Spowers says most of the major engineering hurdles his team has faced over the years relate to power electronics, and especially the dearth of suitable and robust converters. “This was because we continuously developed hardware that was originally designed for laboratory work, rather than the harsh environment of a car, and because our software and control algorithms have been constantly evolving. We learnt a great deal through this experience, getting to the nitty gritty of an architecture that is both sophisticated yet extremely simple in terms of complexity of hardware and lines of code.

“In late 2013 we were able to design the new platform with both the benefit of that experience, of what we had done wrong previously, and a clean sheet of paper, because in fact the components and software are not as complicated as in a conventional car so we were not bound by legacy commitments or decisions.”

This clean sheet start, insists Spowers, not only helped keep costs low, but also ensured the best technology was developed by the team for the application. “As a startup, we have one, but only one, advantage – a clean sheet of paper. This has allowed us to design the entire architecture of a car around the characteristics of a fuel cell, minimizing the stress on the new technologies and allowing us to use existing available components.”

The architecture has been developed in-house, but based on the work of the Rocky Mountain Institute. “As far as we know, we are the only ones that are adopting this approach,” continues Spowers.

“Architecture is cheap, whereas pushing state-of-the-art components or materials is expensive. Cooper and then Lotus put the UK at the forefront of the motorsport industry in the early 1960s but they never built an engine; they both bought engines off-the-shelf that anyone else could buy, but they put a new kind of car together, a different pattern of relationships, with a few men in a shed, and they beat the likes of Ferrari with a fraction of the budget.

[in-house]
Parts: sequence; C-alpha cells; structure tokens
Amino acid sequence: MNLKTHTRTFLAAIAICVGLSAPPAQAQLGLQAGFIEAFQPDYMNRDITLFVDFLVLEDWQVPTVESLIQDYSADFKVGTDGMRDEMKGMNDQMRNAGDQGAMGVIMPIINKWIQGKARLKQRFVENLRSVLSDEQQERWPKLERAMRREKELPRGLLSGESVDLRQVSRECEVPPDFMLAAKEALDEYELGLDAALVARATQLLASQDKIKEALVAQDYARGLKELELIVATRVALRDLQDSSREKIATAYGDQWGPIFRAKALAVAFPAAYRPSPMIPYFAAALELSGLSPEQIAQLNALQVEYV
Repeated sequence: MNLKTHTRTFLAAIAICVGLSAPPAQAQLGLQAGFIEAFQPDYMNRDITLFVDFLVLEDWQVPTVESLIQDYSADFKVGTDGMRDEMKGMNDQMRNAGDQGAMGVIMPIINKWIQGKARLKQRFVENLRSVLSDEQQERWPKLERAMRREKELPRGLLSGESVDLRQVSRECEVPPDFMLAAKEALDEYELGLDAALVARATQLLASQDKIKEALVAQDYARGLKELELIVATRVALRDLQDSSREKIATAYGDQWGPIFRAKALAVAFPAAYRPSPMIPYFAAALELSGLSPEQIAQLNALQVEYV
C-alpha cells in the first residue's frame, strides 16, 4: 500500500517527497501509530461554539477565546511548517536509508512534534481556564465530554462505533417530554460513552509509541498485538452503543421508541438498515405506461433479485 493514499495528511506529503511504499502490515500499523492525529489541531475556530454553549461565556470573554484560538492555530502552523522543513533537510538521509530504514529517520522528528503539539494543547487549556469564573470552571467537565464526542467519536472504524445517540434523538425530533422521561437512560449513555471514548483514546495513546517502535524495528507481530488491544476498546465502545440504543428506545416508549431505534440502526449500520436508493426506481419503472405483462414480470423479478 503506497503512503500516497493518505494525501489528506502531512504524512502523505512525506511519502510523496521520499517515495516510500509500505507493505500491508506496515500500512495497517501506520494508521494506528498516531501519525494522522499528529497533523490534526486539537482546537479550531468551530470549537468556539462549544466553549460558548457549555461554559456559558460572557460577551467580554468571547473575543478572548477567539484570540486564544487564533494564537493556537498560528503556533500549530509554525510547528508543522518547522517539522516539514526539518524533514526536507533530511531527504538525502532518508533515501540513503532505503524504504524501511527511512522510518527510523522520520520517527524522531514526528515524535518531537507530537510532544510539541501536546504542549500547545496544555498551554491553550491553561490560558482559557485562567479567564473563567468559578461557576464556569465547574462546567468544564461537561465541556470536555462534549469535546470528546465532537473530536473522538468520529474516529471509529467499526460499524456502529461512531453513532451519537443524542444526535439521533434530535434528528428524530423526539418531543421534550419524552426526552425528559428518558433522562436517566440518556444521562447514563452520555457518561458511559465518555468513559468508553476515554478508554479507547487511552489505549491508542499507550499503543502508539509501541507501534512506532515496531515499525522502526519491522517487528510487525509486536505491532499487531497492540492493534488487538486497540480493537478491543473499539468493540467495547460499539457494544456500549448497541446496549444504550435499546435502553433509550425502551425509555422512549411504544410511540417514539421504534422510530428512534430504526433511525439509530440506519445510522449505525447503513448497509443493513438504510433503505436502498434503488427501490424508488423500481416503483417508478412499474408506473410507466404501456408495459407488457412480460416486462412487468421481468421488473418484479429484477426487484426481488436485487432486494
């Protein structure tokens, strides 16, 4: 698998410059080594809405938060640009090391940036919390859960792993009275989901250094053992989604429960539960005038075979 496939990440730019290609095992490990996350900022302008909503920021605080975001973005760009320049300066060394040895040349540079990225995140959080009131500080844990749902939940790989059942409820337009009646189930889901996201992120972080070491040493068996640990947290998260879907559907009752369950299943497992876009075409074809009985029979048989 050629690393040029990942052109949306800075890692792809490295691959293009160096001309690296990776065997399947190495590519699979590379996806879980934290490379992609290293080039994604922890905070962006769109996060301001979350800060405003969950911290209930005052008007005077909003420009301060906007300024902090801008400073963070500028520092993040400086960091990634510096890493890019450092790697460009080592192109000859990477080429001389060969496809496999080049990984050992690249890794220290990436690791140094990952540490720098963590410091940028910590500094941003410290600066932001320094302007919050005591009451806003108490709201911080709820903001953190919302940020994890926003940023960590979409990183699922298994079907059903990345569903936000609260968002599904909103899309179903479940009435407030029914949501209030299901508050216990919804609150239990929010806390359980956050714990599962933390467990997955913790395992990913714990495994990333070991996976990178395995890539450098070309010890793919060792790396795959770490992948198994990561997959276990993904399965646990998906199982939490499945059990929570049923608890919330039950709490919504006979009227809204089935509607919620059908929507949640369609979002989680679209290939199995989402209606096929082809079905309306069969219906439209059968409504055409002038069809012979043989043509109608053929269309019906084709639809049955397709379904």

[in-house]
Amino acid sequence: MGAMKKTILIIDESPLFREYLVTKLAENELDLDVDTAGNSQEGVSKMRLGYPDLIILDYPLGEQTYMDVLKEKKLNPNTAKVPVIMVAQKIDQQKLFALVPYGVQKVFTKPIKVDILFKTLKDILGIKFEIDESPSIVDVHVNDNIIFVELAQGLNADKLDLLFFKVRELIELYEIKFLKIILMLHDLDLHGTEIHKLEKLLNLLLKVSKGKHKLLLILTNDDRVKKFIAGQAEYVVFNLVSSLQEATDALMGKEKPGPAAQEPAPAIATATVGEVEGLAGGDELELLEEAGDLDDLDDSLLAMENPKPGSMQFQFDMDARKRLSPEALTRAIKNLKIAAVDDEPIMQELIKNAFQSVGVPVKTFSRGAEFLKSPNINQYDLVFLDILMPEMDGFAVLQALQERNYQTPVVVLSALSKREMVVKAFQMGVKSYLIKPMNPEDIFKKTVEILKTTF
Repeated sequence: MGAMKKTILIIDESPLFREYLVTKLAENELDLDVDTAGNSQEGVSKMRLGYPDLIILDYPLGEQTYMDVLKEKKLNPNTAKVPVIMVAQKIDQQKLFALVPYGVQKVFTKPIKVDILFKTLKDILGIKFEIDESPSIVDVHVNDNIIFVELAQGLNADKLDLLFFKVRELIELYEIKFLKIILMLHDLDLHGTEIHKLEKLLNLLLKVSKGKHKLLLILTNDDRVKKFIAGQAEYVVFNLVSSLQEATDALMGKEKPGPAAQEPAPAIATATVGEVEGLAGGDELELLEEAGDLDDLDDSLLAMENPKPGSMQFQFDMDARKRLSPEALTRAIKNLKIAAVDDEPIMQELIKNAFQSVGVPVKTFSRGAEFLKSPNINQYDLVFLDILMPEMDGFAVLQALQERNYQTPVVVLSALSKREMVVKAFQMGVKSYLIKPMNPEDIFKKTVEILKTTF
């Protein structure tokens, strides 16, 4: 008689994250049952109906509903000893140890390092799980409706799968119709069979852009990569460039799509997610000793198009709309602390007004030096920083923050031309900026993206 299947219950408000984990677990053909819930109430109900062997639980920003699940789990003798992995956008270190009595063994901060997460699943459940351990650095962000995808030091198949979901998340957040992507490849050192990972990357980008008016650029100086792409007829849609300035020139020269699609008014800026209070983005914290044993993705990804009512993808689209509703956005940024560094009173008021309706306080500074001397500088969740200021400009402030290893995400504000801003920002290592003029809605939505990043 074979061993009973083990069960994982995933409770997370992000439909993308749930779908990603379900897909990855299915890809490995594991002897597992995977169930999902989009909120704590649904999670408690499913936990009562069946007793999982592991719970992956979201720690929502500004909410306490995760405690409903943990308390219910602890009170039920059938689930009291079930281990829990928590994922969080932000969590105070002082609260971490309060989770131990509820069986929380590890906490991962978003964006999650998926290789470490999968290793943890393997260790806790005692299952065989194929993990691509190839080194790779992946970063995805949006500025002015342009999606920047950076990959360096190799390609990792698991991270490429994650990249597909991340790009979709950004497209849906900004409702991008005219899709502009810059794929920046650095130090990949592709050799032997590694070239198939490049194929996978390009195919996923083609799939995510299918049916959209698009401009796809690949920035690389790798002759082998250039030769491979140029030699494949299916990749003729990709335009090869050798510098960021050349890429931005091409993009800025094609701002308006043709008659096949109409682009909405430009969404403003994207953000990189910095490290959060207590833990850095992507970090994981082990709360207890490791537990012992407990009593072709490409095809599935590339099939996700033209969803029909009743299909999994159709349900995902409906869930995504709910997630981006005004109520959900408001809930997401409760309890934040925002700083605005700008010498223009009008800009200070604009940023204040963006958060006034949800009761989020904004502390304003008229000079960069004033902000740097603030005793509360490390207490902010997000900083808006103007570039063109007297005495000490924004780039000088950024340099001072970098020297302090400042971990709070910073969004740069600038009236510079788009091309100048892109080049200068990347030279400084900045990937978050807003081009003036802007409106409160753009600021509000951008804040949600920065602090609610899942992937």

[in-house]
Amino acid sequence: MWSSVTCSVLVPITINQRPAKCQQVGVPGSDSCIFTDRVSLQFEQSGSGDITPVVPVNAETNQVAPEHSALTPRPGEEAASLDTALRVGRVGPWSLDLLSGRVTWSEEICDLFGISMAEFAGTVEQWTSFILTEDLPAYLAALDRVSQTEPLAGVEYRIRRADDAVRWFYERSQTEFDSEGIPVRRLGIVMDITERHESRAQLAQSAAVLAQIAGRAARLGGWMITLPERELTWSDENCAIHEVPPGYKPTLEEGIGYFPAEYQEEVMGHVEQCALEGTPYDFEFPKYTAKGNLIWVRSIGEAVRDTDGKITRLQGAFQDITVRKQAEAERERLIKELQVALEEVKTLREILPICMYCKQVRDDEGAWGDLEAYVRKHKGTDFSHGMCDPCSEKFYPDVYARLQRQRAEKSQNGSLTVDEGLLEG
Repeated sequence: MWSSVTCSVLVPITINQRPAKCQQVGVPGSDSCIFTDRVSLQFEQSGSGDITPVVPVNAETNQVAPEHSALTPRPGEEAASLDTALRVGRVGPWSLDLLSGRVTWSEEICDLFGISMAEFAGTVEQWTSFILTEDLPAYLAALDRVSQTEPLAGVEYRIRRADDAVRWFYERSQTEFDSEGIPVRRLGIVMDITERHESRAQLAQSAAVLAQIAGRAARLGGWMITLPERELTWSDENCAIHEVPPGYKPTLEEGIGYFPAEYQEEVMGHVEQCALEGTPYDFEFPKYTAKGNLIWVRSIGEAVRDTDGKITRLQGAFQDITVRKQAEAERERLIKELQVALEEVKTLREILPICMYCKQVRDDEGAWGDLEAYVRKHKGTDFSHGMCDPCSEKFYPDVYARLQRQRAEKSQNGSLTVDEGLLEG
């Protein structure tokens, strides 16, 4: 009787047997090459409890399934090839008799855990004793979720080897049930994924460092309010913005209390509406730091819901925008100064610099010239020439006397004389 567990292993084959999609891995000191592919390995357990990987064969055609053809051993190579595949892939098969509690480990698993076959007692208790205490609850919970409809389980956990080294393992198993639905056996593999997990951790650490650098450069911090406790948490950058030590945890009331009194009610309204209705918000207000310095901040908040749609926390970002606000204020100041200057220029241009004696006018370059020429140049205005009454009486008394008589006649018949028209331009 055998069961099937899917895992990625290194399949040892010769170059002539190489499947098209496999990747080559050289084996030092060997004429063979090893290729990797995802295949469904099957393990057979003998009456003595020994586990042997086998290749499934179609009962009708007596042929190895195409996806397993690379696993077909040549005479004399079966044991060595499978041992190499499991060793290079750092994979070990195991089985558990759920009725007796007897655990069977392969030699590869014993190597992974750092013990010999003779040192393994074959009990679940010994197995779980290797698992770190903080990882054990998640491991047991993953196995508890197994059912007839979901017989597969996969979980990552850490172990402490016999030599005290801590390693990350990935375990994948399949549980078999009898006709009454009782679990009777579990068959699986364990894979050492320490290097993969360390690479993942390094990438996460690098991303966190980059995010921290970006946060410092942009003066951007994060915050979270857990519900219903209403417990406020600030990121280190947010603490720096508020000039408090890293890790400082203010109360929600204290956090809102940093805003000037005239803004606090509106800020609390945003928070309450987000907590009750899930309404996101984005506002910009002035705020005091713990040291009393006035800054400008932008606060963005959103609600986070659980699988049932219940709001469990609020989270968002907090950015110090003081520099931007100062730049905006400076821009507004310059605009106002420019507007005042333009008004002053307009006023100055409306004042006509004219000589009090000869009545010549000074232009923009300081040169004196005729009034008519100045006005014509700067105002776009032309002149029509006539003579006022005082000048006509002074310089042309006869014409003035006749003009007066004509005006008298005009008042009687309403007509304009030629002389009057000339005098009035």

“When a step change happens, the system level design yields much greater progress than the development of components, because it lowers or even completely circumvents the barriers.”

Excluding fuel, the Rasa weighs just 580kg, and this lightweight ethos was at the very core of the development program. Underneath is a sub-40kg carbon composite chassis, which adds core strength and safety elements to the vehicle. Such a robust setup is capable of withstanding demanding use from customers, says Riversimple, which is just as well because the car’s forecasted lifespan is around 15 years. Exterior body panels are manufactured from CFRP/GFRP to further help keep weight low. Mass has also been cut from the interior: the two seats feature lightweight frames that are trimmed in recycled PET fabric, thus tipping the scales at only 10.8kg each.

As for where the program currently stands, public beta trials of 20 examples are due to start later this year. So far, no work has taken place on an actual proving ground, but some testing has been done at the Builth Wells show ground. On the simulation side of things, advanced MATLAB/Simulink models have been used throughout the project while virtual development of crash testing has been subcontracted to Vectayn.

As for the next 12 months, Spowers explains the plan: “As with many technology ventures, we are involving customers in refining both the customer proposition and the vehicle as we will end up with a better service and better vehicle this way. In parallel with this, we are developing the production version car for start of production in late 2018. This will be slightly different because we necessarily froze the surfaces for the engineering prototype before the production styling was complete.”


18 August 2016